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May 10, 2017, 8:30 a.m.

How Germany’s Die Zeit is trying to reach a younger audience (while also putting up a paywall)

“Sometimes people think there is only one strategy: theirs. I think that is wrong. Everyone needs to look for their own solution.”

Last September, to celebrate its 20th anniversary, Zeit Online — the digital presence of Die Zeit, the weekly German newspaper — held Z2X, a two-day ideas festival in Berlin for people in their 20s.

People had to apply to attend, and Zeit Online received more than 10,000 applications for just 600 spots, Zeit Online CEO Christian Röpke said in a presentation at the WAN-IFRA Digital Media Europe conference in Copenhagen last month. Based on the success of the original festival, Zeit Online put on smaller events last month in cities around Germany, and it plans to hold another iteration of Z2X this fall.

The festivals have been part of a concerted effort for Zeit Online to reach a younger audience — and it appears to be working. Thirty-five percent of Zeit Online’s audience is 29 or younger, Röpke said, a number higher than many of its German competitors.

Zeit publishes Zeit Campus, a student-oriented magazine and website, and Ze.tt, a viral BuzzFeed-like site. With Zeit Campus, it publishes an orientation guide for students entering university — they’re able to take a quiz to help them determine things such as what school to attend and what subject to study. This summer, Zeit plans to launch a guide for recent graduates to help them figure out their career path. Similarly, Ze.tt is scheduled to put on a career fair of sorts for recent graduates.

“We’re not doing so badly in attracting young readers to the brand, and we’re then able to market our brand and our products to them through their whole lifecycle hopefully,” Röpke told me at the conference.

In addition to discussing Die Zeit’s plans to reach a younger audience, we also talked about Zeit Online’s recently introduced digital subscription plan. The site introduced its Z+ paywall structure in March, which brought the company’s print and digital operations closer together. Here’s a lightly edited and condensed transcript of our conversation the day after his presentation.

Joseph Lichterman: Thirty-five percent of Zeit Online’s traffic is from people under 30. That seems like a lot, and I’m curious how you’ve managed that.

Christian Röpke: It’s been a whole team effort over the past few years, and it has various factors to it. One, of course, is what the editorial team of Zeit Online have done in the past — especially in the last year when we started Zeit Campus Online, did the Z2X Festival, and produced a lot of content specifically targeted to young readerships.

We’ve done that in the past, but we’ve concentrated our efforts editorially especially in the past 12 to 18 months. What I also showed yesterday was the fact that we have Germany’s biggest offering of orientation for people coming out of school and asking themselves: What are my strengths, what should I study, where I should study, and why should I go to certain universities? We have hundreds of thousands of potential students doing that every year. We know that from registrations, because when they do the test, if they want to save the test for future use, they have to register. We know very well how many are doing the test. It’s not the same person doing it 300 times a year, but rather it’s 300,000 people doing it.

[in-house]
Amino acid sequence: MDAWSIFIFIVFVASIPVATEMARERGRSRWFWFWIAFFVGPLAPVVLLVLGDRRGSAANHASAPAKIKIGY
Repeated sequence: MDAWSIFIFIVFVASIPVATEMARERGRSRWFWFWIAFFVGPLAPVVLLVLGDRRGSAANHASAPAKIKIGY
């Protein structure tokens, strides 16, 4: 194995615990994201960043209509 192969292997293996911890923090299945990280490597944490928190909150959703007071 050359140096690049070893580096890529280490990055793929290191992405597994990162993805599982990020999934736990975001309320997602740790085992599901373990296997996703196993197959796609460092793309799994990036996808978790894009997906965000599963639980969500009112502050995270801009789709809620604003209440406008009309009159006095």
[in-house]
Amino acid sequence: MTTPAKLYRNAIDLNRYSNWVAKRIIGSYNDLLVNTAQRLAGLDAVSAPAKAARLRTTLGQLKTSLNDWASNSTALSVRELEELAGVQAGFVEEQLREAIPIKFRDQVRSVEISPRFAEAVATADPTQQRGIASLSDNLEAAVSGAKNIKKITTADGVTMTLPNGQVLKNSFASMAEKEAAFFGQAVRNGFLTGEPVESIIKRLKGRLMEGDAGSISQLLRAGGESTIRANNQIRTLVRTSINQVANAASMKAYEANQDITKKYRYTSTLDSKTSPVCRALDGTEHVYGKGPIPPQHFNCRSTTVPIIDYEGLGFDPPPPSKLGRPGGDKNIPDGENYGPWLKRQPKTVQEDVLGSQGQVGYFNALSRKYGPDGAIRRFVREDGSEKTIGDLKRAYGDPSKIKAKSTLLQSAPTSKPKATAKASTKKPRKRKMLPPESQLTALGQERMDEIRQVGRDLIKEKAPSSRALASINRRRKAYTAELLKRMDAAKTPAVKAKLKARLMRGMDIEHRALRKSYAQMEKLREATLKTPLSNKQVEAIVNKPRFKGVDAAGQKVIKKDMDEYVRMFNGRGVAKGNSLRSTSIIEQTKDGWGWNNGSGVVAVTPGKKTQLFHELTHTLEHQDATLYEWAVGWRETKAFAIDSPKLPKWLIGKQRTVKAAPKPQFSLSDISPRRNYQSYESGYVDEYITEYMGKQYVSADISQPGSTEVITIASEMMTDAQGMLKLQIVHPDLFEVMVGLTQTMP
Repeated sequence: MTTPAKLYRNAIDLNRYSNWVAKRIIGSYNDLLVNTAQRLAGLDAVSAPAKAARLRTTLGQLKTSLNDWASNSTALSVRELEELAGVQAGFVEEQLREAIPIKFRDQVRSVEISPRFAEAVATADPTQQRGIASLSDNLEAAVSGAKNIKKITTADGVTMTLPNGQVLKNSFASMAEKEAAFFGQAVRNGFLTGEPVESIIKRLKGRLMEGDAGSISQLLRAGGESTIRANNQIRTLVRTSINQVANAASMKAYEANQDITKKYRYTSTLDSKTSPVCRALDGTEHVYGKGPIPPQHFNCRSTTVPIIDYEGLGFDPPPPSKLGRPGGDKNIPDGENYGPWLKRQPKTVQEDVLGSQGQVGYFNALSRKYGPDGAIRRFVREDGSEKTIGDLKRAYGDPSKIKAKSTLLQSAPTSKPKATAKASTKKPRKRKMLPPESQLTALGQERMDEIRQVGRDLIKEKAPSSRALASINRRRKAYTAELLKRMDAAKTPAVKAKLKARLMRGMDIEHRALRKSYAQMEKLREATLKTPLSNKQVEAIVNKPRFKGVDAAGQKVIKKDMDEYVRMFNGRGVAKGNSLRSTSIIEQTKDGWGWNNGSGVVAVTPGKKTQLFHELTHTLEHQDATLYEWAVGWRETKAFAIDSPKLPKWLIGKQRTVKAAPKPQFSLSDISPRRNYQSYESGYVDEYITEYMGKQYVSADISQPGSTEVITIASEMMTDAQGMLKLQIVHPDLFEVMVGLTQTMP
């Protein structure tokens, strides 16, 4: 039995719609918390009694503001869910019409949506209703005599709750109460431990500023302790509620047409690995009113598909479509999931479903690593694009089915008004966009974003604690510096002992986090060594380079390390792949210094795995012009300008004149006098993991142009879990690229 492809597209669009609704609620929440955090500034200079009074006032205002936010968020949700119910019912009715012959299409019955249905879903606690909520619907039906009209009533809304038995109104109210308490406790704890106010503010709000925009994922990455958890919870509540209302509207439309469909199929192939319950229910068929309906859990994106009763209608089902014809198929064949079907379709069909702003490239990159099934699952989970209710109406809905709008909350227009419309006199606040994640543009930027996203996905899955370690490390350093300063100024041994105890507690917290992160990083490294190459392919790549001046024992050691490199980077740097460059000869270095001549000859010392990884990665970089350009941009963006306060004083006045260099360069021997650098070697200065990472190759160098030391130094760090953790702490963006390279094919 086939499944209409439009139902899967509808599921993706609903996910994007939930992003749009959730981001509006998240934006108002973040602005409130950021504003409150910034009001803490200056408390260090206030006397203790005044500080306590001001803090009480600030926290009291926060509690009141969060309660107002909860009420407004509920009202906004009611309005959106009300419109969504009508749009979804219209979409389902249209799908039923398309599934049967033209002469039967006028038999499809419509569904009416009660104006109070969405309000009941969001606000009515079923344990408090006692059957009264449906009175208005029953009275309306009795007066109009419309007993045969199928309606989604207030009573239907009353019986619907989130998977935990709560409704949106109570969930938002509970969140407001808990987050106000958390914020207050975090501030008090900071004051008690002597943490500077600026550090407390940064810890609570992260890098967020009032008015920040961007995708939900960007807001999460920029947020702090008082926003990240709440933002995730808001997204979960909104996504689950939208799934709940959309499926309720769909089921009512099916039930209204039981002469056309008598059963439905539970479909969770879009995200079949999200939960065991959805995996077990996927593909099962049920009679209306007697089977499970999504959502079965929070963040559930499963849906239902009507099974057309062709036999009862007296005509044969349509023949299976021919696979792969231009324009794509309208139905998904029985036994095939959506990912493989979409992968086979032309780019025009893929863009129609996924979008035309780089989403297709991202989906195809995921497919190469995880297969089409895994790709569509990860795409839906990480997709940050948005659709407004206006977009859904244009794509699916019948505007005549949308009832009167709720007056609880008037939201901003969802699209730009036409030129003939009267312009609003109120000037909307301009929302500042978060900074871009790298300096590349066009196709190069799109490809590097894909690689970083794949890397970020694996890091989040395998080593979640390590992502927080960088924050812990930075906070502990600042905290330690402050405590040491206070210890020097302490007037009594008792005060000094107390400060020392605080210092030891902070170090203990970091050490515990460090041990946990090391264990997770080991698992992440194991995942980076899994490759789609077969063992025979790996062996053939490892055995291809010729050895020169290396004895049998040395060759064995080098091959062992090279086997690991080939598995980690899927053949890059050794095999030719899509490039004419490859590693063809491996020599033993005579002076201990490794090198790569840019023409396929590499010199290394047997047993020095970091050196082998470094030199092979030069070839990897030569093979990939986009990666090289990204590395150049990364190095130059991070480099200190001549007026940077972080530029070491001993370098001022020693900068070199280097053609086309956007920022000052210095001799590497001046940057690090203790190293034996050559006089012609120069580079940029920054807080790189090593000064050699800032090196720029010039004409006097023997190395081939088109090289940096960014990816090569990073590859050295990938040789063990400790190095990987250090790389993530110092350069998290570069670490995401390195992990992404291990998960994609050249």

Lichterman: That’s also why, I imagine, you’re holding the recruiting event this summer.

Röpke: That is something we’re doing specifically with the website Ze.tt, which is the millennial website that we founded two years ago. We asked ourselves: What can this website do in relationship with users — and of course the question of monetization. Ze.tt is very strong in sponsored posts; also display advertising, but very strong in sponsored posts. We thought of a recruiting event, especially for people looking for technical jobs and companies looking for technical people. Instead of speed dating between companies and applicants, we’re giving them escape games, gamification, and thus having applicants and companies coming together in that field. That’ll be something to great to try out. We’re trying it in Berlin in May. We’ve got a couple of sponsors and we’re eager to see how that works. And if that works, we’ll do it a few times a year.

People are signing up on the website to join and then we’re bringing companies and applicants together in an old factory in Berlin. It’s a very cool location doing fun stuff, and then seeing if they get together and find each other. Of course, we need our sponsors to be happy. It’s a commercial event — that’s what it is. As opposed to Z2X, the big festival of Zeit Online, which is a more editorial-led event. But, of course, a recruiting event is a commercial event, but I think both sides know what to expect from it.

Lichterman: You mentioned also that, similar to the orientation guide, that you’re doing an online guide for recent graduates as well?

Röpke: It’s a gap that we have in our offerings. What we do is we offer a lot of orientation to people looking to study at universities, then we give them a lot of content and stuff during their university years. And, of course, we have a big news website, which is strong also in the age group between 20 and 30, but we don’t have an orientation offering of people coming out of university. That’s why we thought: Why don’t we do that?

We have strong job markets in certain niches. For example, we’re number 1 in filling academic positions in Germany. We have deep understanding of the target group, and we’re strong in orientation. So putting that together leads you to an answer that, to fill the gap, you an offer a job offering with a strong orientation part to people coming out of university, because that’s where we left them alone.

Lichterman: That’s interesting. It seems like you’re leveraging your expertise in a lot of ways, and maybe presenting it in a different way to try and breakthrough with that different readership.